So they added a new WYSIWYG editor in WordPress own app for iOS. And to my Initial amazement it looks like it handles images the correct way by first uploading them, and then gives you the different automatically created sizes done by the server. Maybe I’m finally able to upload images and have Retina support without having to use my Editorial workflow? But when looking at the generated HTML, the height and width of the images is set to zero. It points the URL to the full resolution image, even if you select a smaller one. Not good. If you save a draft, it forgets your image settings like alignment and title.
I’ve tried a lot of blogging apps for the iPad, but none of them handles images the way I want. Images gets the weird name iOS has assigned to them which is not good for SEO. When I upload images to WordPress, I want them to end up in the WordPress Media Library and have all the theme defined sizes created automatically. Just like when you upload from the web interface in WordPress. There’s an added problem when you want your site to support images displayed on a Retina or high DPI device, showing the picture in high resolution using a plugin like WP Retina x2. My favourite text editor on iOS is Editorial app, So I made this Workflow so I can do the naming, resizing and uploading of the images directly inside the app from my iPad or iPhone 6 Plus. You can select which of the theme defined image sizes you want to display and also set the image alignment. This workflow works excellent with the WP Retina x2 plugin, which is the one I use on my site. When everything is done, you have an MultiMarkdown referred image link at the cursor position in the text editor, and the image link and information like width, height and alt-text is added to the end of the document. This makes a very convenient way of blogging on the iPad.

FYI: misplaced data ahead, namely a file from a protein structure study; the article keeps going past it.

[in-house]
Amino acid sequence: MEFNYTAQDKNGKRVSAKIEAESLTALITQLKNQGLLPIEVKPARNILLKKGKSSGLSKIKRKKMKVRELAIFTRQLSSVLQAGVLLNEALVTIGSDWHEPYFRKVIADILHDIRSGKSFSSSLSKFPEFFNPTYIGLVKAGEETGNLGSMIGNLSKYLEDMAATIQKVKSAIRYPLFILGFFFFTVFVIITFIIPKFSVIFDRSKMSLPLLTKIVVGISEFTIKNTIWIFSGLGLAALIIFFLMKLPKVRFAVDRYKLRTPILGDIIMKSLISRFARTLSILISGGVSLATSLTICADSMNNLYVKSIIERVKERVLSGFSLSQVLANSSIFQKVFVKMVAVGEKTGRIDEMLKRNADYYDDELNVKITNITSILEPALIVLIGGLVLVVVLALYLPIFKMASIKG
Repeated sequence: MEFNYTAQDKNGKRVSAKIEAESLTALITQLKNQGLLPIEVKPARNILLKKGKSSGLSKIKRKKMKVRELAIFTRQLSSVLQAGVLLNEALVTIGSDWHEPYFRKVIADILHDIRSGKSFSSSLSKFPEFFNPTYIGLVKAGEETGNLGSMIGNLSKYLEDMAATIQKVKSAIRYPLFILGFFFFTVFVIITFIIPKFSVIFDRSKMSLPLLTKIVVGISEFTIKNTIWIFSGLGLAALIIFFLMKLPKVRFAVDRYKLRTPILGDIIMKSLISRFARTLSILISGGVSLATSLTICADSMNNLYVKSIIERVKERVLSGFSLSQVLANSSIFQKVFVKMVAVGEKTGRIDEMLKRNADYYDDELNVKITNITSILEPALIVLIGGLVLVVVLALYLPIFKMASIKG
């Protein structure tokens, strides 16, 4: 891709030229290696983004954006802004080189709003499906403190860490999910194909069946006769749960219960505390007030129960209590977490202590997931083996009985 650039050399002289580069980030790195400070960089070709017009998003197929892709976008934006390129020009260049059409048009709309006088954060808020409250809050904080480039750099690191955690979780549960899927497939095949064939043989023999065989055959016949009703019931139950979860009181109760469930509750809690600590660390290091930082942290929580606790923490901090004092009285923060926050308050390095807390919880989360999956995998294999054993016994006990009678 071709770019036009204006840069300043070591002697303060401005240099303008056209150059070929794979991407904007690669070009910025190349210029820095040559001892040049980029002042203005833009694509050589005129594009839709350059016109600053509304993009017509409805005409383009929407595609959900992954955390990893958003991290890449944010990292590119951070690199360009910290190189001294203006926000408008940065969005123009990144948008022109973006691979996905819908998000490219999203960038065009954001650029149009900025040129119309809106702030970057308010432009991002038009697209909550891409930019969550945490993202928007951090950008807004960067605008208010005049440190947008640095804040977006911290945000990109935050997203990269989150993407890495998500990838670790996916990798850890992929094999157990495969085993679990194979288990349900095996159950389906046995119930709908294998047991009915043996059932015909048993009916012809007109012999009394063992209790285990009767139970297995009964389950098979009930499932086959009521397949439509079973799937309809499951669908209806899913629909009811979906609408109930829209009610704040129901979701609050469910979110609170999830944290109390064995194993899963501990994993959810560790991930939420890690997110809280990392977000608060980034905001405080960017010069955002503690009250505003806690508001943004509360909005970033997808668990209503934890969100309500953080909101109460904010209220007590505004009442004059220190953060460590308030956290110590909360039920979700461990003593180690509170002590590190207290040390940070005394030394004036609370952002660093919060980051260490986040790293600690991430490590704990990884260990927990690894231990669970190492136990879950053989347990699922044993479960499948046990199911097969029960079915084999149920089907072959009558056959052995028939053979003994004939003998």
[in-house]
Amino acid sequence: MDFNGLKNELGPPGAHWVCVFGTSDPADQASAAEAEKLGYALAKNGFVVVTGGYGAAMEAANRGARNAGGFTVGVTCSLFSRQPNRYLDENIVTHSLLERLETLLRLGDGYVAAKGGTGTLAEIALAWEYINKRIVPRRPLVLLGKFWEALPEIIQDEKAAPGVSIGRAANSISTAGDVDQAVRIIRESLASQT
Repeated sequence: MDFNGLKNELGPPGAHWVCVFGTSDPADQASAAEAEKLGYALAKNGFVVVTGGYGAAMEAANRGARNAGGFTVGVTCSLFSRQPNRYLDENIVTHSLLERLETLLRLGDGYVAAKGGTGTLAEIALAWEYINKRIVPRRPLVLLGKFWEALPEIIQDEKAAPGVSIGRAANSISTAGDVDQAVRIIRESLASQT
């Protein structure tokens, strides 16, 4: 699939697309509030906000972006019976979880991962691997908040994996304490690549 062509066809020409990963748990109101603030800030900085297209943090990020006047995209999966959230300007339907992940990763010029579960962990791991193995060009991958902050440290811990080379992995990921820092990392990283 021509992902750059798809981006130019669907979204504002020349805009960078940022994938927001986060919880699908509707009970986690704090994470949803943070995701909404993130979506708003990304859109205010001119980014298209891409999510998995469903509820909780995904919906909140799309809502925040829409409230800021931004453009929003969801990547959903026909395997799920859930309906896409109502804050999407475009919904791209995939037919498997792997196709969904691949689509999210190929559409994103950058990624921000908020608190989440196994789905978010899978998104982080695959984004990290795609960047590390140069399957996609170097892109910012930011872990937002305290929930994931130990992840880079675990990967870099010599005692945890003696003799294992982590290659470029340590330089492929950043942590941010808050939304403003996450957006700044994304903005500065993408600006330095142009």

Using Marsedit 3
I’ve been dabbling around with different blog editors for Mac now for a while, trying to find one that suits my needs. I usually try to do most of my blogging on my iPad, but when writing on my Mac I’ve used Byword in combination with Marked2 to do the initial texts written in Markdown.
There are several JPEG image compression tools available that takes a jpeg file and reduces the size of the photo without altering the quality. But which one works best for posting images on a website? I was curious, so I took the tools I usually use and put them through the compress photo function. All applications tested claims not to lower the quality of the image. I’m concentrating on testing jpeg files here, and do a followup article later with results for optimizing PNG files.
Update: A newer, better version has been created. You can download it here.
I use the excellent iPad app Editorial as my preferred text editor. I want to be able to upload images directly from Editorial to WordPress, using xmlrpc, so the images ends up in the media gallery, the files in the correct folders, thumbnails made and a Markdown link with the correct URL is created. So I’ve written a workflow you can download that gives you the ability to select some text (that will be the alt text for the image), and either upload the image in the original size, or resize the width to the dimension you specify. After the image is uploaded, the Markdown image code is inserted. Another good thing is that you have the ability to name the image file, which I haven’t seen in other solutions, like in Poster App, where you get the cryptical iOS internal name of the image. Not so SEO friendly. The easiest solution was to use the wordpress_xmlrpc module, so that needs to be installed before you can use the workflow! but I’ve written a guide about how to install the module/library here. If you forget to install it beforehand, you will get this dialog box with instructions on how to install it if you start the workflow.